Armagideon Time

You bric it, you brac it

November 14th, 2019

In Victorian times, members of the newly minted bourgeoisie would express their prosperity by decking out their domiciles in the style of a TGI Fridays. Every surface, patch of wall, or cozy corner had to be crammed with a bewildering assortment of knickknacks.

What began as a curated clutter of somewhat valuable objets d’art soon turned into a wider phenomenon, as less fortunate folks sought to emulate the smart set’s affectations with mass produced curios aimed at giving an aura of store-bought sophistication on the cheap.

The trend eventually ebbed, as these things tend to do, only to resurface half-a-century later in another era of material prosperity and conspicuous consumption. This also happened to overlap with a bout of market-driven nostalgia which attempted to triangulate itself between Gilded Age opulence, Roaring Twenties hedonism, and frontier period rustic modes. Being a kid in those times meant the homes of every older relative resembled a folksy fusion of Holly Hobby’s front room and a burlesque bordello.

And when said relative died or downsized their post-retirement digs, there’d be a mad rush among the younger folks to lay claim on the assortment of “antique” globes or swords or dueling pistols collecting dust in the den. Discovering how flimsy and cheapjack the items were became an important life lesson, how the long coveted stuff of dreams was actually cobbled together from flimsy sheets of tin, particle board and paste. (It was a lesson also learned at home, after some constant yet function-free fixture fell victim to misadventure caused by rough play.)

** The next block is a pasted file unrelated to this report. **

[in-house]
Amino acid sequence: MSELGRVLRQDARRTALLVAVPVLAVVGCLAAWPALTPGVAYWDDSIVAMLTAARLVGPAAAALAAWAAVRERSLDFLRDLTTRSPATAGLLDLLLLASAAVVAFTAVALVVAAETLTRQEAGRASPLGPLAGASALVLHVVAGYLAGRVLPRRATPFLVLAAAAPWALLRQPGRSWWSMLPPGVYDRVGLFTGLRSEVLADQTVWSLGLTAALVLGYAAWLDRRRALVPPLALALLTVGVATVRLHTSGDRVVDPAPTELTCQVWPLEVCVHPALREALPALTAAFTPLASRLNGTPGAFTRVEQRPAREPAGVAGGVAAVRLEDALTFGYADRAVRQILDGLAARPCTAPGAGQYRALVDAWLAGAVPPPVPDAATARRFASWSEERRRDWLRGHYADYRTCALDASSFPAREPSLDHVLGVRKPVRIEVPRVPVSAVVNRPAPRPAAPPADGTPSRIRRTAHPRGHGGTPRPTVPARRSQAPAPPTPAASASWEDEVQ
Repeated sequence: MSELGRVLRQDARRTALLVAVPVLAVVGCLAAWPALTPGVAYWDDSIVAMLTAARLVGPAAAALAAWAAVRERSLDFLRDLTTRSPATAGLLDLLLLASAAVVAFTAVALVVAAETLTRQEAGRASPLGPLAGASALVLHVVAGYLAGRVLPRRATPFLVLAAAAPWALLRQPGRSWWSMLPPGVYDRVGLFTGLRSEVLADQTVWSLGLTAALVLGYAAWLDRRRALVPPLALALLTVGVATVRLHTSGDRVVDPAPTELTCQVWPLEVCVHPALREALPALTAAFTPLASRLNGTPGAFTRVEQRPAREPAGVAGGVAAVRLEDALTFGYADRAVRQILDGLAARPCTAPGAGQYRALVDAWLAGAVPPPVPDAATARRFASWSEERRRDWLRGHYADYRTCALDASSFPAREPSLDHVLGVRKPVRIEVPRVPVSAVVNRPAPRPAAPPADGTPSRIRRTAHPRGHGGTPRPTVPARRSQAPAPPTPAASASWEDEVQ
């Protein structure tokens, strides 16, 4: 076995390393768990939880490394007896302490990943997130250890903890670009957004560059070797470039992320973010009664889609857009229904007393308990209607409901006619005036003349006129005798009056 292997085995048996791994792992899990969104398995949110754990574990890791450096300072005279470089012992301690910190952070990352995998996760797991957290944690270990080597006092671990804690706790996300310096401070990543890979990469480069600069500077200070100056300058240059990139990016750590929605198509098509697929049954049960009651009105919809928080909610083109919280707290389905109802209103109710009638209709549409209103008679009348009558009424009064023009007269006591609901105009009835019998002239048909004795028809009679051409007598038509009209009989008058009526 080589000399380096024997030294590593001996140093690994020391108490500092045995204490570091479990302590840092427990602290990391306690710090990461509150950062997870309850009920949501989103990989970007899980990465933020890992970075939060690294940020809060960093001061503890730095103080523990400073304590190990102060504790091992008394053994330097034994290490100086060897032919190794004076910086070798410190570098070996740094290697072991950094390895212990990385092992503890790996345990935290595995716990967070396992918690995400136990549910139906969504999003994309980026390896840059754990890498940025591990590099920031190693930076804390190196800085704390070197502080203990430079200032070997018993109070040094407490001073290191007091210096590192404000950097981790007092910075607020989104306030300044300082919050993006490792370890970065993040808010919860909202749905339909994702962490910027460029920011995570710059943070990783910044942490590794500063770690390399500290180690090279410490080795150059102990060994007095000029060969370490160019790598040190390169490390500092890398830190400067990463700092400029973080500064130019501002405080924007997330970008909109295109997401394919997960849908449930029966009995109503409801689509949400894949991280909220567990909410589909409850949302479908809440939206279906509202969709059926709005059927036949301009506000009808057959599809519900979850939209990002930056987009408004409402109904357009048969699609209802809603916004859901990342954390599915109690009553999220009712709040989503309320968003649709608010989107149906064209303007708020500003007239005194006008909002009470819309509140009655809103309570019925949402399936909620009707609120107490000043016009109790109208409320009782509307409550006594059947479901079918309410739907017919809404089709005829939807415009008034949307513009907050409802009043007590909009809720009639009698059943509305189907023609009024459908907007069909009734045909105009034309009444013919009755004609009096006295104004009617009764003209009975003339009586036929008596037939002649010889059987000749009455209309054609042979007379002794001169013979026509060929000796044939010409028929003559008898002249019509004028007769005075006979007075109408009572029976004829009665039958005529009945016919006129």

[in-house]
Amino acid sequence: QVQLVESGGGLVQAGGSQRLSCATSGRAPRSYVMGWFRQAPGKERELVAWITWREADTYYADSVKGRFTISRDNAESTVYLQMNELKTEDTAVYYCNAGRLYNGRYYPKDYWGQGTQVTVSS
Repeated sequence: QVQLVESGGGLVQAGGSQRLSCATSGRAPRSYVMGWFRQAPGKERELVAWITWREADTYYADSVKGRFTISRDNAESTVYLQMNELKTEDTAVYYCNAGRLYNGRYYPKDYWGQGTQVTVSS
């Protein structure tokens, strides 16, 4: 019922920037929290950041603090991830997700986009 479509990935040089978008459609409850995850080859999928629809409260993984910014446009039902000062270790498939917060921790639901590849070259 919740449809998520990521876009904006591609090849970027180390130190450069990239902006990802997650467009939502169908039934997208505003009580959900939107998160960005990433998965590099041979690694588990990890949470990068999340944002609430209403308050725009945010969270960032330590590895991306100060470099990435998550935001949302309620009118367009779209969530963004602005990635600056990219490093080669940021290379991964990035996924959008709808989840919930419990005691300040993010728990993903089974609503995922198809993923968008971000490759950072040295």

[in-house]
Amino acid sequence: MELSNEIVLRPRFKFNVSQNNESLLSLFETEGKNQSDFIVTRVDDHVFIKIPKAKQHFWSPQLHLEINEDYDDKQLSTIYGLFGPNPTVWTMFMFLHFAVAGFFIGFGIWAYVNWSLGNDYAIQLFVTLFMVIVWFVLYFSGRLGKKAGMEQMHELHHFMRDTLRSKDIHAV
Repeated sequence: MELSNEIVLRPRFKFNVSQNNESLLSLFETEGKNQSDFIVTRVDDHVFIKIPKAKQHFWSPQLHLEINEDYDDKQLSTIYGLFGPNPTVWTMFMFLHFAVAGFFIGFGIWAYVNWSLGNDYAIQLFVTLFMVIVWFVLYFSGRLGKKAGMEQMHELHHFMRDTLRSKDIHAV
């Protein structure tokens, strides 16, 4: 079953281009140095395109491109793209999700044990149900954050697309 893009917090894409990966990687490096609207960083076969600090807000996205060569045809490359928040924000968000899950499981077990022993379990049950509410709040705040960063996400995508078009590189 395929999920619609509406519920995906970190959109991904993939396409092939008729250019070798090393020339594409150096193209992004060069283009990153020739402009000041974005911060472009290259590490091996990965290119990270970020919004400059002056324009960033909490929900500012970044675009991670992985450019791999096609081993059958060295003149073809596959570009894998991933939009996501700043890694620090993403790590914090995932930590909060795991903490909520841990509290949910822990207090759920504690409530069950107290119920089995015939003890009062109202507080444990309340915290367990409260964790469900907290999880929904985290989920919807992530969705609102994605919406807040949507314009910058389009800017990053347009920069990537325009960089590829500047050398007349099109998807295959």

Despite the dubious provenance of its artifacts, it’s an aesthetic I sincerely miss. There’s something cozy and comforting about it which is sorely lacking in spaces kissed by “konmari.” Combine it with the scent of a stew cooking and the stuffiness of steam radiator heat, and it fills me with a comforting sense of “home” as a home should feel.

It’s something I prefer to evoke with my own mix of family heirlooms and significant curios, however. The pre-fab crap does evoke some bit of nostalgia, but the off-the-rack impersonal aspect of it does little for me. Plus the shoddiness of that shit makes it difficult to score outside of estate sales, where more often that not it will be coated in a grimy layer of dust mixed with tobacco tar.

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8 Responses to “You bric it, you brac it”

  1. Sir A1!

    Today if you had some of this junk next to some Ikea pre-fab furniture, you could cosplay Kirk’s apartment from WRATH OF KHAN.

  2. Jason

    Wow! Those drink mixing sets in the second to last image! The golf clubs and mini rifles on a tiny gun rack! The little car! Incredible.
    I didn’t have any relatives or friends with this kind of stuff, but I do get a “Bewitched” vibe from most of these items.

  3. Zeno

    Admittedly, it all looks so much more appealing when it’s removed from the flimsy cardboard packaging that otherwise screams “Straight Outta Shenzhen”.

  4. Sol Bermann

    Oh I miss those glass grapes!!

  5. Jon H

    Nailed it.

  6. EAG46

    If you ever saw the Britcom “The Fall and Rise of Reginald Perrin” he referred to this stuff as “grot,”or hostess gifts for hostesses you didn’t really like.

  7. E.T.Smith

    This stuff always gave off a vague vibe of tragic desperation to me. Props meant to give the impression of a more prosperous and adventurous life, as if a machine-pressed pewter flagon would convince anyone the owner had any sort of history with the “old country,” or distract from the reality of the suburban bungalow it sat in. There will always be a market of people who want to believe they can buy authenticity.

  8. DensityDuck

    Haha, I think I used to have some of that stuff! Those little globe bookends look particularly familiar. I think it was rescued stuff from when we moved into my great-grandmother’s former house in my early childhood, and it had been there for the same reason; that was just how you decorated in those days, bric-a-brac all over everything, none of it with any meaning or relevance to your life beyond “I bought this”.

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